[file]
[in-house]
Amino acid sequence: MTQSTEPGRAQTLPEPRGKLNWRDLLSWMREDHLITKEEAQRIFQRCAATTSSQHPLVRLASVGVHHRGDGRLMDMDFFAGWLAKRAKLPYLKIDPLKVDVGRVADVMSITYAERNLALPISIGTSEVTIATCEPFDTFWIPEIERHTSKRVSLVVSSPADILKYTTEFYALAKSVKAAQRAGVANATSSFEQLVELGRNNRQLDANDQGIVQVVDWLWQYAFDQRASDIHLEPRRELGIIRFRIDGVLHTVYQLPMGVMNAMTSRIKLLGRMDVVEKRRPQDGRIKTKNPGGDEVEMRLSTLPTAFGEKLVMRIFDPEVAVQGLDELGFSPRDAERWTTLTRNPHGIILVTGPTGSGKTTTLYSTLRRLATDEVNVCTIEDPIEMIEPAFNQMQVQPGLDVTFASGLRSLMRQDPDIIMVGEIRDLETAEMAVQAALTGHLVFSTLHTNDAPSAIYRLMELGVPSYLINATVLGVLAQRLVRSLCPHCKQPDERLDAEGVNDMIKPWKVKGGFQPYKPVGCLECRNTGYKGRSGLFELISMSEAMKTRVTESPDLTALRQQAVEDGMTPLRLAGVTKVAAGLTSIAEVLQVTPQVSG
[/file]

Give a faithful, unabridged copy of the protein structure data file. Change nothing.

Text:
[in-house]
Amino acid sequence: MTQSTEPGRAQTLPEPRGKLNWRDLLSWMREDHLITKEEAQRIFQRCAATTSSQHPLVRLASVGVHHRGDGRLMDMDFFAGWLAKRAKLPYLKIDPLKVDVGRVADVMSITYAERNLALPISIGTSEVTIATCEPFDTFWIPEIERHTSKRVSLVVSSPADILKYTTEFYALAKSVKAAQRAGVANATSSFEQLVELGRNNRQLDANDQGIVQVVDWLWQYAFDQRASDIHLEPRRELGIIRFRIDGVLHTVYQLPMGVMNAMTSRIKLLGRMDVVEKRRPQDGRIKTKNPGGDEVEMRLSTLPTAFGEKLVMRIFDPEVAVQGLDELGFSPRDAERWTTLTRNPHGIILVTGPTGSGKTTTLYSTLRRLATDEVNVCTIEDPIEMIEPAFNQMQVQPGLDVTFASGLRSLMRQDPDIIMVGEIRDLETAEMAVQAALTGHLVFSTLHTNDAPSAIYRLMELGVPSYLINATVLGVLAQRLVRSLCPHCKQPDERLDAEGVNDMIKPWKVKGGFQPYKPVGCLECRNTGYKGRSGLFELISMSEAMKTRVTESPDLTALRQQAVEDGMTPLRLAGVTKVAAGLTSIAEVLQVTPQVSG